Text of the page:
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Issue 10, 2013
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Understanding CeO2 as a Deacon catalyst by probe molecule adsorption and in situ infrared characterisations

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Abstract

CeO2 has been identified as an efficient catalyst for HCl oxidation in the temperature range of 623–723 K provided that the oxygen content in the feed mixture was sufficiently high to avoid bulk chlorination and thus deactivation. Here we characterise ceria in its fresh and post-reaction states by adsorption of CO2, NH3 and CO. Micro-calorimetry, FTIR and TPD experiments are complemented by DFT calculations, which assess adsorption energies and vibrational frequencies. The calculations were performed on the lowest energy surface, CeO2(111), with perfect termination and with various degrees of hydroxylation and/or chlorination. Both experiments and calculations suggest that the basic character of the ceria surface has been eliminated upon reaction in HCl oxidation, indicating that most of the basic lattice O sites are exchanged by chlorine and that the OH groups formed are rather acidic. The density and the strength of surface acidic functions increased significantly upon reaction. An in situ FTIR reaction cell has been designed and constructed to study the evolution of OH group density of the ceria surface during HCl oxidation. The effect of experimental variables, such as pO2, pHCl and temperature, has been investigated. We found that the OH group density positively correlated with the reactivity in the pO2 and temperature series, whereas negative correlation was observed when pHCl was varied. Implications of the above observations to the reaction mechanism are discussed.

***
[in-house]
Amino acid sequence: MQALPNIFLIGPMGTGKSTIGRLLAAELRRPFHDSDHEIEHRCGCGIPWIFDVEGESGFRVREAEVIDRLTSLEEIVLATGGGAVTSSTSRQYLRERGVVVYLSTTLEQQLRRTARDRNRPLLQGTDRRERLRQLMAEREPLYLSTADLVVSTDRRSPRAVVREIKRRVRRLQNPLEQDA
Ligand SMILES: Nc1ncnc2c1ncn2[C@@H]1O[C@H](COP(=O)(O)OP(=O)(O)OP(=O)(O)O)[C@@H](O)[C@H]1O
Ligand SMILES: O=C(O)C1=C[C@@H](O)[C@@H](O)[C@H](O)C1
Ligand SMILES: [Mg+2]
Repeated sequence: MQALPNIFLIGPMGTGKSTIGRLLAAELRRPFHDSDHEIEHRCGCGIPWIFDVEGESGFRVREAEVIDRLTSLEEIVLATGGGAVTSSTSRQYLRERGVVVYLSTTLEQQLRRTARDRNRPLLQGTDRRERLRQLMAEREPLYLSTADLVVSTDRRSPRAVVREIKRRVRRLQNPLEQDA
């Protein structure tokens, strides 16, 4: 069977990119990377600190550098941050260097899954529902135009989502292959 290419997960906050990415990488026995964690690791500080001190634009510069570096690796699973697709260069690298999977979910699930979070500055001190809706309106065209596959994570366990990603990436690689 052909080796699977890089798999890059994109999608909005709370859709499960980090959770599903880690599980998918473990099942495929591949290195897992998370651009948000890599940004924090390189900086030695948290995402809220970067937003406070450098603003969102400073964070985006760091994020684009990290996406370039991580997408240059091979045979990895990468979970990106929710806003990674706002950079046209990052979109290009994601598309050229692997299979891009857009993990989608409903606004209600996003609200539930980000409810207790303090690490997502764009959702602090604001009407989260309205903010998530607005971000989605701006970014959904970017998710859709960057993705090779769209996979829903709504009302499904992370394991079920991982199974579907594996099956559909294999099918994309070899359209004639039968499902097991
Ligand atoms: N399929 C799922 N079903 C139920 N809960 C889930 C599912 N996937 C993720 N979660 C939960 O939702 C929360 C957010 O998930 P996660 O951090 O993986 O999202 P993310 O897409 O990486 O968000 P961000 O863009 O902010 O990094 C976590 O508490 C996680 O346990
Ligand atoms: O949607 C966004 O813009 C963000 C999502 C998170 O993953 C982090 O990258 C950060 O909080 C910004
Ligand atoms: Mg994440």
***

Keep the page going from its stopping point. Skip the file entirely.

Graphical abstract: Understanding CeO2 as a Deacon catalyst by probe molecule adsorption and in situ infrared characterisations

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Article information


Submitted
08 Aug 2012
Accepted
30 Dec 2012
First published
03 Jan 2013

Phys. Chem. Chem. Phys., 2013,15, 3454-3465
Article type
Paper

Understanding CeO2 as a Deacon catalyst by probe molecule adsorption and in situ infrared characterisations

R. Farra, S. Wrabetz, M. E. Schuster, E. Stotz, N. G. Hamilton, A. P. Amrute, J. Pérez-Ramírez, N. López and D. Teschner, Phys. Chem. Chem. Phys., 2013, 15, 3454
DOI: 10.1039/C2CP42767B

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